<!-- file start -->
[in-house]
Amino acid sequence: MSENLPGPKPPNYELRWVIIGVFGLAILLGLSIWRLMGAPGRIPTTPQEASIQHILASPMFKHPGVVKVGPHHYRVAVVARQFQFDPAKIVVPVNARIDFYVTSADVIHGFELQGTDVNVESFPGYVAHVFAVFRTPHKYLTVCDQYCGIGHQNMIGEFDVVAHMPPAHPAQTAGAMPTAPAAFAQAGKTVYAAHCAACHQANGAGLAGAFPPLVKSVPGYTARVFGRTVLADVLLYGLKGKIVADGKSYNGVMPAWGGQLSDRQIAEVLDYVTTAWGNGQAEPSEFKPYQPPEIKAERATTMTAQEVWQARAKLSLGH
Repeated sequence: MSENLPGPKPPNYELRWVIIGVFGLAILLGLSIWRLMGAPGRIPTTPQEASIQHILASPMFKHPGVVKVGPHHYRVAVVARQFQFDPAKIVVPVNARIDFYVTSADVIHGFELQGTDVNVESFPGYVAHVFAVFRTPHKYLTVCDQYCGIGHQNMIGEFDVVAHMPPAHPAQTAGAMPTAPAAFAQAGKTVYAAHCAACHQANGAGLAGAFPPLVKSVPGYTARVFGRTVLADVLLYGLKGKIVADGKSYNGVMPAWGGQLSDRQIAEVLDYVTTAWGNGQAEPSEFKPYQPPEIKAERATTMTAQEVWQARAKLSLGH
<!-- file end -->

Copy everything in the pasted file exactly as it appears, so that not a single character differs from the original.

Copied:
[in-house]
Amino acid sequence: MSENLPGPKPPNYELRWVIIGVFGLAILLGLSIWRLMGAPGRIPTTPQEASIQHILASPMFKHPGVVKVGPHHYRVAVVARQFQFDPAKIVVPVNARIDFYVTSADVIHGFELQGTDVNVESFPGYVAHVFAVFRTPHKYLTVCDQYCGIGHQNMIGEFDVVAHMPPAHPAQTAGAMPTAPAAFAQAGKTVYAAHCAACHQANGAGLAGAFPPLVKSVPGYTARVFGRTVLADVLLYGLKGKIVADGKSYNGVMPAWGGQLSDRQIAEVLDYVTTAWGNGQAEPSEFKPYQPPEIKAERATTMTAQEVWQARAKLSLGH
Repeated sequence: MSENLPGPKPPNYELRWVIIGVFGLAILLGLSIWRLMGAPGRIPTTPQEASIQHILASPMFKHPGVVKVGPHHYRVAVVARQFQFDPAKIVVPVNARIDFYVTSADVIHGFELQGTDVNVESFPGYVAHVFAVFRTPHKYLTVCDQYCGIGHQNMIGEFDVVAHMPPAHPAQTAGAMPTAPAAFAQAGKTVYAAHCAACHQANGAGLAGAFPPLVKSVPGYTARVFGRTVLADVLLYGLKGKIVADGKSYNGVMPAWGGQLSDRQIAEVLDYVTTAWGNGQAEPSEFKPYQPPEIKAERATTMTAQEVWQARAKLSLGH